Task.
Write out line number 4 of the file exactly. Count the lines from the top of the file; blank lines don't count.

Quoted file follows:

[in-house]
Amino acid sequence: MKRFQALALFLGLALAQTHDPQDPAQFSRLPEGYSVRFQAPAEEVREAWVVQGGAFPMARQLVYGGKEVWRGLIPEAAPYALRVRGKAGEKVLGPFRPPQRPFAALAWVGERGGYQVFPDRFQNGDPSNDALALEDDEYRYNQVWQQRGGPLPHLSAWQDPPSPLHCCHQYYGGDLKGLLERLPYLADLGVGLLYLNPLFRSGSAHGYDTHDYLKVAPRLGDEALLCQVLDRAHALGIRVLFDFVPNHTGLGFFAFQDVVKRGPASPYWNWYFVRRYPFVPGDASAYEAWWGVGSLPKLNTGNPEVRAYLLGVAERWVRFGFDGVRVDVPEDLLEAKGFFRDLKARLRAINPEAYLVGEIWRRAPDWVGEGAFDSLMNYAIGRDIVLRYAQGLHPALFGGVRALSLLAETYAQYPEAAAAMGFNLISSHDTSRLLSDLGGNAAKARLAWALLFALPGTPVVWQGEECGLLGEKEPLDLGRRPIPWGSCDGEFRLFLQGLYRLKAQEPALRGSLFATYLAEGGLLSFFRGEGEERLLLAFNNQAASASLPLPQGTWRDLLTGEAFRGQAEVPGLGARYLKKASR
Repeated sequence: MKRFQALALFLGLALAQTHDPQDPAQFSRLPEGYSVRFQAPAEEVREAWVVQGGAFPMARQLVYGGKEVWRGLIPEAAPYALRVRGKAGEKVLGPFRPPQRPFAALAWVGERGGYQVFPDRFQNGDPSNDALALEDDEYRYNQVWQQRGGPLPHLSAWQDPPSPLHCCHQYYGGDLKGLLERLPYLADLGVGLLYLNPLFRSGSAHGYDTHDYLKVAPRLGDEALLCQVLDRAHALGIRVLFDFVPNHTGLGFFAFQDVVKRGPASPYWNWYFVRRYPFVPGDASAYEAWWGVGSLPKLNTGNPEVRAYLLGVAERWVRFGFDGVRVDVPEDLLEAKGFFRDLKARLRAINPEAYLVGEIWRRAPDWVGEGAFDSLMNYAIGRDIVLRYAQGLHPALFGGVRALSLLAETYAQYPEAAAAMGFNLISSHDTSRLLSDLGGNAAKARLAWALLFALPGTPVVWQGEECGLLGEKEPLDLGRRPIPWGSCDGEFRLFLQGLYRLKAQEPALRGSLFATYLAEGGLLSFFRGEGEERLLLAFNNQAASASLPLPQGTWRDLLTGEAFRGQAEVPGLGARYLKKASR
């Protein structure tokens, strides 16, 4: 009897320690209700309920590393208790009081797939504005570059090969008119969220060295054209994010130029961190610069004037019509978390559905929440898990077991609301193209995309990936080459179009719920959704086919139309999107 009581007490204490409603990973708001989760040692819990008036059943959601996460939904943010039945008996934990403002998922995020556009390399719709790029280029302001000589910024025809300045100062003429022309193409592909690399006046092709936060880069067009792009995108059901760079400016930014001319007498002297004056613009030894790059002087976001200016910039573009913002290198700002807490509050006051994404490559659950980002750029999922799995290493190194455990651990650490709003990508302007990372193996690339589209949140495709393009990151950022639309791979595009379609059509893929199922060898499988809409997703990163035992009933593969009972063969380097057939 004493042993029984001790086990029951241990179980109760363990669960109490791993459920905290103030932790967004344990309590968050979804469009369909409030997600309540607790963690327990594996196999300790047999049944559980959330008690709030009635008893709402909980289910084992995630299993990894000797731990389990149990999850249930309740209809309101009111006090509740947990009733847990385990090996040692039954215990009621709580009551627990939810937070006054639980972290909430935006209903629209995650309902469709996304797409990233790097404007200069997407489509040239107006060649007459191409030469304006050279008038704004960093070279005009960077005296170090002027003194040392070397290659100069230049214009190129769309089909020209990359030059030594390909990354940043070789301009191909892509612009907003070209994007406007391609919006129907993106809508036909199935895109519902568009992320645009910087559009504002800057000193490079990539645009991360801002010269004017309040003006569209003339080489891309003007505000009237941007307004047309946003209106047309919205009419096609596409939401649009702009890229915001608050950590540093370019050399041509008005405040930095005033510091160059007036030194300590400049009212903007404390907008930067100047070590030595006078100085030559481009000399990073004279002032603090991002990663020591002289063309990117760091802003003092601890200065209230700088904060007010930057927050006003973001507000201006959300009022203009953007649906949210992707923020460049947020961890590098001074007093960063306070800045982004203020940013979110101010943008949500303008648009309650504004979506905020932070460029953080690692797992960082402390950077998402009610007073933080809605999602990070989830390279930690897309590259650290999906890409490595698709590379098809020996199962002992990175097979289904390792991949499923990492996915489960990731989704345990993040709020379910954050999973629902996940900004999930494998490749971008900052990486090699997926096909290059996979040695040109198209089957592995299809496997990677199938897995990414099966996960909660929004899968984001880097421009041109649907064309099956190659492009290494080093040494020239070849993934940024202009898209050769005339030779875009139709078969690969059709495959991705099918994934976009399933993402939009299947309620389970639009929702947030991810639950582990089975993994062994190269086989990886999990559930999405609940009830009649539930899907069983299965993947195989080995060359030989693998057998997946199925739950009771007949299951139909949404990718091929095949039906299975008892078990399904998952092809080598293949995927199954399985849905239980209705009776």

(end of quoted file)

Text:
């Protein structure tokens, strides 16, 4: 009897320690209700309920590393208790009081797939504005570059090969008119969220060295054209994010130029961190610069004037019509978390559905929440898990077991609301193209995309990936080459179009719920959704086919139309999107 009581007490204490409603990973708001989760040692819990008036059943959601996460939904943010039945008996934990403002998922995020556009390399719709790029280029302001000589910024025809300045100062003429022309193409592909690399006046092709936060880069067009792009995108059901760079400016930014001319007498002297004056613009030894790059002087976001200016910039573009913002290198700002807490509050006051994404490559659950980002750029999922799995290493190194455990651990650490709003990508302007990372193996690339589209949140495709393009990151950022639309791979595009379609059509893929199922060898499988809409997703990163035992009933593969009972063969380097057939 004493042993029984001790086990029951241990179980109760363990669960109490791993459920905290103030932790967004344990309590968050979804469009369909409030997600309540607790963690327990594996196999300790047999049944559980959330008690709030009635008893709402909980289910084992995630299993990894000797731990389990149990999850249930309740209809309101009111006090509740947990009733847990385990090996040692039954215990009621709580009551627990939810937070006054639980972290909430935006209903629209995650309902469709996304797409990233790097404007200069997407489509040239107006060649007459191409030469304006050279008038704004960093070279005009960077005296170090002027003194040392070397290659100069230049214009190129769309089909020209990359030059030594390909990354940043070789301009191909892509612009907003070209994007406007391609919006129907993106809508036909199935895109519902568009992320645009910087559009504002800057000193490079990539645009991360801002010269004017309040003006569209003339080489891309003007505000009237941007307004047309946003209106047309919205009419096609596409939401649009702009890229915001608050950590540093370019050399041509008005405040930095005033510091160059007036030194300590400049009212903007404390907008930067100047070590030595006078100085030559481009000399990073004279002032603090991002990663020591002289063309990117760091802003003092601890200065209230700088904060007010930057927050006003973001507000201006959300009022203009953007649906949210992707923020460049947020961890590098001074007093960063306070800045982004203020940013979110101010943008949500303008648009309650504004979506905020932070460029953080690692797992960082402390950077998402009610007073933080809605999602990070989830390279930690897309590259650290999906890409490595698709590379098809020996199962002992990175097979289904390792991949499923990492996915489960990731989704345990993040709020379910954050999973629902996940900004999930494998490749971008900052990486090699997926096909290059996979040695040109198209089957592995299809496997990677199938897995990414099966996960909660929004899968984001880097421009041109649907064309099956190659492009290494080093040494020239070849993934940024202009898209050769005339030779875009139709078969690969059709495959991705099918994934976009399933993402939009299947309620389970639009929702947030991810639950582990089975993994062994190269086989990886999990559930999405609940009830009649539930899907069983299965993947195989080995060359030989693998057998997946199925739950009771007949299951139909949404990718091929095949039906299975008892078990399904998952092809080598293949995927199954399985849905239980209705009776």